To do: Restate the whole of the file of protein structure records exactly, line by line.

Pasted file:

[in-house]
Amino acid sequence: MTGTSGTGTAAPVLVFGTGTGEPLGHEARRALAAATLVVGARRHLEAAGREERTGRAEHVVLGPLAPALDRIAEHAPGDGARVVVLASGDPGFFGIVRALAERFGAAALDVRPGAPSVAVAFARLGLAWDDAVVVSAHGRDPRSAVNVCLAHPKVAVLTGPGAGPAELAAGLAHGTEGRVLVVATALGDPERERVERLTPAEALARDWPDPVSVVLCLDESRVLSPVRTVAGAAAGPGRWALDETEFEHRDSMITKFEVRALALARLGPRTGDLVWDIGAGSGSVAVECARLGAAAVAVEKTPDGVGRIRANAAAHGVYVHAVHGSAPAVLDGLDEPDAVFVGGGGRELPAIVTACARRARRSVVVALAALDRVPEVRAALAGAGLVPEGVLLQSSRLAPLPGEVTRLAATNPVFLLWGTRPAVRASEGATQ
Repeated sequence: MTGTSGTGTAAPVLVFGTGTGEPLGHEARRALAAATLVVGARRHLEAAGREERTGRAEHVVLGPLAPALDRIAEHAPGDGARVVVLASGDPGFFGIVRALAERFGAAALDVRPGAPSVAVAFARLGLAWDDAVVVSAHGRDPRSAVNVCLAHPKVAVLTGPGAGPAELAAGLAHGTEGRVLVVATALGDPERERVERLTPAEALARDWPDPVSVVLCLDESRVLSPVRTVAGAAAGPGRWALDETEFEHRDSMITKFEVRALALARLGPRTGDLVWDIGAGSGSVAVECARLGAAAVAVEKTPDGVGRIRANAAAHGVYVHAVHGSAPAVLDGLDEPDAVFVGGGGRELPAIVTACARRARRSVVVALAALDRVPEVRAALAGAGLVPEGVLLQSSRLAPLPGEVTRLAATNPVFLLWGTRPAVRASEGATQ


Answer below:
[in-house]
Amino acid sequence: MTGTSGTGTAAPVLVFGTGTGEPLGHEARRALAAATLVVGARRHLEAAGREERTGRAEHVVLGPLAPALDRIAEHAPGDGARVVVLASGDPGFFGIVRALAERFGAAALDVRPGAPSVAVAFARLGLAWDDAVVVSAHGRDPRSAVNVCLAHPKVAVLTGPGAGPAELAAGLAHGTEGRVLVVATALGDPERERVERLTPAEALARDWPDPVSVVLCLDESRVLSPVRTVAGAAAGPGRWALDETEFEHRDSMITKFEVRALALARLGPRTGDLVWDIGAGSGSVAVECARLGAAAVAVEKTPDGVGRIRANAAAHGVYVHAVHGSAPAVLDGLDEPDAVFVGGGGRELPAIVTACARRARRSVVVALAALDRVPEVRAALAGAGLVPEGVLLQSSRLAPLPGEVTRLAATNPVFLLWGTRPAVRASEGATQ
Repeated sequence: MTGTSGTGTAAPVLVFGTGTGEPLGHEARRALAAATLVVGARRHLEAAGREERTGRAEHVVLGPLAPALDRIAEHAPGDGARVVVLASGDPGFFGIVRALAERFGAAALDVRPGAPSVAVAFARLGLAWDDAVVVSAHGRDPRSAVNVCLAHPKVAVLTGPGAGPAELAAGLAHGTEGRVLVVATALGDPERERVERLTPAEALARDWPDPVSVVLCLDESRVLSPVRTVAGAAAGPGRWALDETEFEHRDSMITKFEVRALALARLGPRTGDLVWDIGAGSGSVAVECARLGAAAVAVEKTPDGVGRIRANAAAHGVYVHAVHGSAPAVLDGLDEPDAVFVGGGGRELPAIVTACARRARRSVVVALAALDRVPEVRAALAGAGLVPEGVLLQSSRLAPLPGEVTRLAATNPVFLLWGTRPAVRASEGATQ